Mobileye, which specializes in vision-based autonomous vehicle chips, is now testing its AV equipment in New York – a difficult and rare business given state restrictions on such testing.
The announcement was made by Intel-owned company CEO Amnon Shashua at an event in the city on Tuesday. Shashua said the company is currently testing two autonomous vehicles in New York, but plans to increase that number to seven “in the coming months.”
There are some in New York the most dangerous, congested and poorly maintained streets in the world. They are also full of construction workers, pedestrians, cyclists and double and sometimes even triple parked cars. In theory, this would make autonomous vehicle navigation very difficult, given that safe use of vehicles usually requires good weather, clear signs and less aggressive driving by other road users. But Shashua said this was part of the challenge in deciding where Mobileye’s vehicles will be tested.
“I think it’s very, very challenging for a person to drive in New York,” Shashua said, “not to mention the robot car.”
While other states have become hot beds for AV testing, New York has been a bit of a ghost town. Part of the reason may be strict state rules, which include an order for safety drivers to always be on the bike and always require a state police escort to be paid by the testing company.
A Mobileye spokesman says the company has received permission from the state to test its vehicles on public roads and is currently the only holder of an AV testing license in the state. The spokesman also said police escorts were no longer needed. (New York Governor Andrew Cuomo’s spokesman postponed the comment to the state’s Department of Motor Vehicles, which did not respond immediately to the request for comment.)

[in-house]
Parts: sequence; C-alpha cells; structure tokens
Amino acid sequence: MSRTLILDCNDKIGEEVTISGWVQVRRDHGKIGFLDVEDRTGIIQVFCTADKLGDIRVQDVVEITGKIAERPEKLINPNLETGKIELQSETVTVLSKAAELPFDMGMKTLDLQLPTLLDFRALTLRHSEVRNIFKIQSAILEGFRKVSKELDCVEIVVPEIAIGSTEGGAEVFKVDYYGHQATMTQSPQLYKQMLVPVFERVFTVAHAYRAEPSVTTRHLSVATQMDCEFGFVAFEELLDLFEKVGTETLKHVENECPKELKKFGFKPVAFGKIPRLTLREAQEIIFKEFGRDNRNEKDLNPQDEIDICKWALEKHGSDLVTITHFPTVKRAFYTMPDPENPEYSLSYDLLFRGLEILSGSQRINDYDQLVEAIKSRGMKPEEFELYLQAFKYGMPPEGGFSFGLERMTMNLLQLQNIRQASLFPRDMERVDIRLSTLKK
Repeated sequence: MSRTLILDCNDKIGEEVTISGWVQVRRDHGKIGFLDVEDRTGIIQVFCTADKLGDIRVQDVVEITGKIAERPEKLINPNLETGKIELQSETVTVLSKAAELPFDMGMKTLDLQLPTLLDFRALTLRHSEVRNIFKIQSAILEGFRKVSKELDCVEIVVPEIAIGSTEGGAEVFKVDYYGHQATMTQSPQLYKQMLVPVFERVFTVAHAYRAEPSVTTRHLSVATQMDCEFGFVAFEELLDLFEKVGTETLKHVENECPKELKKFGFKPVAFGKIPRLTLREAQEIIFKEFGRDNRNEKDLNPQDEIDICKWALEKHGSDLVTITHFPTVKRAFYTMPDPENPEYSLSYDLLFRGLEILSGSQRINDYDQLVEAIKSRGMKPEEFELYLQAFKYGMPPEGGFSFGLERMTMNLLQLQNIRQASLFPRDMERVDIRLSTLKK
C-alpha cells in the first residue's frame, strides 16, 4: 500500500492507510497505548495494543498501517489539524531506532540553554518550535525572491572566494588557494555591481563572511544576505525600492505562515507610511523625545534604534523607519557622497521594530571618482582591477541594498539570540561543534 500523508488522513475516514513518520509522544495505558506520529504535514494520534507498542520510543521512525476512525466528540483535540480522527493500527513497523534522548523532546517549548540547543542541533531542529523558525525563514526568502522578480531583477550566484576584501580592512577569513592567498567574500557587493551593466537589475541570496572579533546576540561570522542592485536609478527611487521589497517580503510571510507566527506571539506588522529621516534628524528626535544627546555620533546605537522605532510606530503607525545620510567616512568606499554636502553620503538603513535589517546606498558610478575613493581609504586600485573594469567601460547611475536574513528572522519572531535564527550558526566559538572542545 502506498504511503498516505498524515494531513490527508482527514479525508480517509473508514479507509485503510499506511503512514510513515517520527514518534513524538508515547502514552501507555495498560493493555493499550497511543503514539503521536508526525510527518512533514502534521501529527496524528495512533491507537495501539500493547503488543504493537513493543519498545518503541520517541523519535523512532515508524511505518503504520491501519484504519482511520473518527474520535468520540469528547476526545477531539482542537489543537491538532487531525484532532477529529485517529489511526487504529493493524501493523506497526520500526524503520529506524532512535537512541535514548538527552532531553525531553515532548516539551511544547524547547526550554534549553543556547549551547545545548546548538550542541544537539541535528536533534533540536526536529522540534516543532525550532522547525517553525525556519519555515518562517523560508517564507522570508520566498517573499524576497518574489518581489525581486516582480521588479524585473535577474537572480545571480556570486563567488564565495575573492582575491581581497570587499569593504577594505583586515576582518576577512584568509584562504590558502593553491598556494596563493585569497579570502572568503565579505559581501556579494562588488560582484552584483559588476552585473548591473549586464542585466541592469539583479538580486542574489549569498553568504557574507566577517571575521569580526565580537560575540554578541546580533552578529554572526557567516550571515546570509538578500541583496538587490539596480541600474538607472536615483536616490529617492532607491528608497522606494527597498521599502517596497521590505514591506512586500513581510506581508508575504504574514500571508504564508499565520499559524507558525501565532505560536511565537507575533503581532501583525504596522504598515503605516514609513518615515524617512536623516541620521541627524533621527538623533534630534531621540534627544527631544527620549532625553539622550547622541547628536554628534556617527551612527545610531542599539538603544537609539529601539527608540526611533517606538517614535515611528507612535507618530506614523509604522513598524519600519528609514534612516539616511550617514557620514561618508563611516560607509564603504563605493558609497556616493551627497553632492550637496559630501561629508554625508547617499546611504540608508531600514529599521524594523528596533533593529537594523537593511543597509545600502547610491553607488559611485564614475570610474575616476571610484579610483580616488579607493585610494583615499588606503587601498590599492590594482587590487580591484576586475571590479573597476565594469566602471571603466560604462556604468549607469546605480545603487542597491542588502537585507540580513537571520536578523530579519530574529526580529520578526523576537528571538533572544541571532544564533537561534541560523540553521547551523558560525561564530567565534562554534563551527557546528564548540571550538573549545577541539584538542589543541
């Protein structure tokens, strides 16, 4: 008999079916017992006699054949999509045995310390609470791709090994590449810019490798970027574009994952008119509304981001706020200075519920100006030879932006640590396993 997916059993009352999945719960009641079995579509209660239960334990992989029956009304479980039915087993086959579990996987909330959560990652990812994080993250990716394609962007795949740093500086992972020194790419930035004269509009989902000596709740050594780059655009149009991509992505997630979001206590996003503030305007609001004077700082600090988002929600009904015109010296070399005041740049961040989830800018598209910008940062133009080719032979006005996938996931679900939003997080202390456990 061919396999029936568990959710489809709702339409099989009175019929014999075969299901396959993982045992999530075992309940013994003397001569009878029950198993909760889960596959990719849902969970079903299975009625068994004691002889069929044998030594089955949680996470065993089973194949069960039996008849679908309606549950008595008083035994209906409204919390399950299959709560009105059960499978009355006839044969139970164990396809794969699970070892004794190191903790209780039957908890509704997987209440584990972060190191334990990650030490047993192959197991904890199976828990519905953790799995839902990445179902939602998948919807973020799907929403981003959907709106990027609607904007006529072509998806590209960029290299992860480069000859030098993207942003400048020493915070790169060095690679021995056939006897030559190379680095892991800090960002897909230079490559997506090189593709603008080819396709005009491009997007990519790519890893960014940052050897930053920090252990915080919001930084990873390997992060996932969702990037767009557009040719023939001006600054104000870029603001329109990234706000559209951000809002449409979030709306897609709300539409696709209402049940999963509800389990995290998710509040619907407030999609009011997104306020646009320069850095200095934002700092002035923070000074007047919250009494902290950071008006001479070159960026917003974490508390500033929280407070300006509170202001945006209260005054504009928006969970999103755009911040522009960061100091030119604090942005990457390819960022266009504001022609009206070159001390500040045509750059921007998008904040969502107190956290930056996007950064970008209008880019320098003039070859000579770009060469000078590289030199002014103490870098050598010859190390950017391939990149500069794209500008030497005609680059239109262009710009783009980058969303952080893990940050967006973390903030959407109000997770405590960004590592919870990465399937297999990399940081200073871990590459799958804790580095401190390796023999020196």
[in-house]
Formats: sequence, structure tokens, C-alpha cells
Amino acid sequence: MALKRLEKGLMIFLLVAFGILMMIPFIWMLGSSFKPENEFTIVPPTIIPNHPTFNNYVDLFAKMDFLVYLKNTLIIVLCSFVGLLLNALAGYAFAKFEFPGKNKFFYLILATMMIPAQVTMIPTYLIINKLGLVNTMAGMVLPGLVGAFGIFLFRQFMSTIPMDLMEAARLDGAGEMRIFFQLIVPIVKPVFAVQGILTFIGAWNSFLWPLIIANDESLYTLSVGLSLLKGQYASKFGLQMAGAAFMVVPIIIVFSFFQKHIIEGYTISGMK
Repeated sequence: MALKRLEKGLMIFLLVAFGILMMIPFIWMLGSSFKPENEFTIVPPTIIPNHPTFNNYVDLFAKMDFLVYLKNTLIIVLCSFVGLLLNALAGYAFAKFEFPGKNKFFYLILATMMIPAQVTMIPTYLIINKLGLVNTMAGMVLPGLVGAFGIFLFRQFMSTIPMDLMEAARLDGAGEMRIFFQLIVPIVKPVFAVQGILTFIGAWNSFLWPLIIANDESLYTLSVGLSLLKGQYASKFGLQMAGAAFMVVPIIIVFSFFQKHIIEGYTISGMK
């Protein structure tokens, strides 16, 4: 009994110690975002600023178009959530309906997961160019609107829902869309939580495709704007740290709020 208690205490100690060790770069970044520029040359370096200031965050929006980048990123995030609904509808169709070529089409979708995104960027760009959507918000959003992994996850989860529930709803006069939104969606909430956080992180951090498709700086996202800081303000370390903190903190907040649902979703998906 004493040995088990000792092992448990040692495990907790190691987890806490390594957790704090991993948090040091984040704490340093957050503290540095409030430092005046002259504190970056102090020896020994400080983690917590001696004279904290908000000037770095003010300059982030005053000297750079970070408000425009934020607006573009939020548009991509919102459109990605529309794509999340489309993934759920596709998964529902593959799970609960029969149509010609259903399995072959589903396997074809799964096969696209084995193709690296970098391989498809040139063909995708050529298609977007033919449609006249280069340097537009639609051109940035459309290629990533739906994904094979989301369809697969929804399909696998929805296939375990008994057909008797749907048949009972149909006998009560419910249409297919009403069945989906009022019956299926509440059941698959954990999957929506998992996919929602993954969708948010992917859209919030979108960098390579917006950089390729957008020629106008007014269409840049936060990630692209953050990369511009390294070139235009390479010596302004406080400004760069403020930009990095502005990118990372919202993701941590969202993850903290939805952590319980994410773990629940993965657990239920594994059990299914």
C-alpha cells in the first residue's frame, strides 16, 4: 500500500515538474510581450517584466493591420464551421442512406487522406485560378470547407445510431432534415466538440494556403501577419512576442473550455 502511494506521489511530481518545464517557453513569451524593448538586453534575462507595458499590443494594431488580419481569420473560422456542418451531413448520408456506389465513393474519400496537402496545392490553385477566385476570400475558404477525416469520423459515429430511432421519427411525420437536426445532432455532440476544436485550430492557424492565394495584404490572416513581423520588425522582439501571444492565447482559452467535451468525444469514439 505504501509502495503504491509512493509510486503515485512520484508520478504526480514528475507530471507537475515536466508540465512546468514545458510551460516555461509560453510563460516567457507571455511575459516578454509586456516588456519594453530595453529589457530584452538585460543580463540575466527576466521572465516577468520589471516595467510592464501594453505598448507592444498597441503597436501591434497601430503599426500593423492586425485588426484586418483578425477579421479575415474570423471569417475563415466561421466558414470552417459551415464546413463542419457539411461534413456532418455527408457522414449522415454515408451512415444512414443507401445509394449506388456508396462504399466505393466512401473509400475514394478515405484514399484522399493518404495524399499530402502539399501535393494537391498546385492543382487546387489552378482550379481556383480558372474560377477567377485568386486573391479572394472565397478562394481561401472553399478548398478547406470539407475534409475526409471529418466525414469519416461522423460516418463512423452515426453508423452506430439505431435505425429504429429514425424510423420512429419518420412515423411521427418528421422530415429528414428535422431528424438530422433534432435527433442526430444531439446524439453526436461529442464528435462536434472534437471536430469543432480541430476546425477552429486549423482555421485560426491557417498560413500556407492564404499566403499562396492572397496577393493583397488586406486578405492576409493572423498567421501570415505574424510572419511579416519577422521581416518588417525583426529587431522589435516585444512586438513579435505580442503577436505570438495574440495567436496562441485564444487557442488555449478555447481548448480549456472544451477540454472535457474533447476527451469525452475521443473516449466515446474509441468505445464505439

In 2017 GM-sponsored Cruise announced its plans test their self – propelled vehicles in lower Manhattan, but those plans were banished little explanation for why. In Boston Optimus Ride tested autonomous shuttles in Brooklyn, but only on private roads as part of the city’s Navy Yard. At the same time, operators flocked to places where more friendly regulations applied (such as Arizona) or places more comfortable than their headquarters (such as California).
The Mobileye turnkey opening system is based on two subsystems, Shashua said: one based on 12 cameras and no other sensors, and another that includes a lidar and radar but no cameras. The company will merge the two subsystems later this year, he said.
Camera only system comes into production as a Level 2 advanced driver assistance system at Zeekri, a new electric car brand from China’s Geely. This will allow Mobileye to collect more data on consumer-owned vehicles, which it will then use to strengthen its autonomous car fleets.
Mobileye’s system also includes two of the Israeli company’s latest EyeQ systems on a chip and a a data group program called Road Experience Management, or REM, which uses real-time data from Mobileye-equipped vehicles to build a global 3D map.
The company is testing autonomous vehicles in several cities around the world for the final launch of the robotaxi service and has said it will also bring its technology to personally dedicated consumer vehicles by 2025. Earlier this year, Mobileye announced its launch full, completely driverless transport service from 2023.